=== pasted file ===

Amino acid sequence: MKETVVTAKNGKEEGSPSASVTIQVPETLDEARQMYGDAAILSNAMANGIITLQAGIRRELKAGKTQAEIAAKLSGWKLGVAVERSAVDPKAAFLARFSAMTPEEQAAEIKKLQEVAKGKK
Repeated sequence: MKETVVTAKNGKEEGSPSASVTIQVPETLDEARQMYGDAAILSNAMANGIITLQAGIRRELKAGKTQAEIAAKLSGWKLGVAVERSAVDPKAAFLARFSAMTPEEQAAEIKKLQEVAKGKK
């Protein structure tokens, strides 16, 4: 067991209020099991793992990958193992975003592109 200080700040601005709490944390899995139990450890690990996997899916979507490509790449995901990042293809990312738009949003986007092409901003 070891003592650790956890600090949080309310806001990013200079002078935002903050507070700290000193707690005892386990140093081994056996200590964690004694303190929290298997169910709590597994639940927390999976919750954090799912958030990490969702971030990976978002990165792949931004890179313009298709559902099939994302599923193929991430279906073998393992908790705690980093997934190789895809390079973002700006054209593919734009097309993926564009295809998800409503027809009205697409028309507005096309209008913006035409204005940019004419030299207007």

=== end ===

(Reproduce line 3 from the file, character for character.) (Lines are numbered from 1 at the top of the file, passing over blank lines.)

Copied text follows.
């Protein structure tokens, strides 16, 4: 067991209020099991793992990958193992975003592109 200080700040601005709490944390899995139990450890690990996997899916979507490509790449995901990042293809990312738009949003986007092409901003 070891003592650790956890600090949080309310806001990013200079002078935002903050507070700290000193707690005892386990140093081994056996200590964690004694303190929290298997169910709590597994639940927390999976919750954090799912958030990490969702971030990976978002990165792949931004890179313009298709559902099939994302599923193929991430279906073998393992908790705690980093997934190789895809390079973002700006054209593919734009097309993926564009295809998800409503027809009205697409028309507005096309209008913006035409204005940019004419030299207007």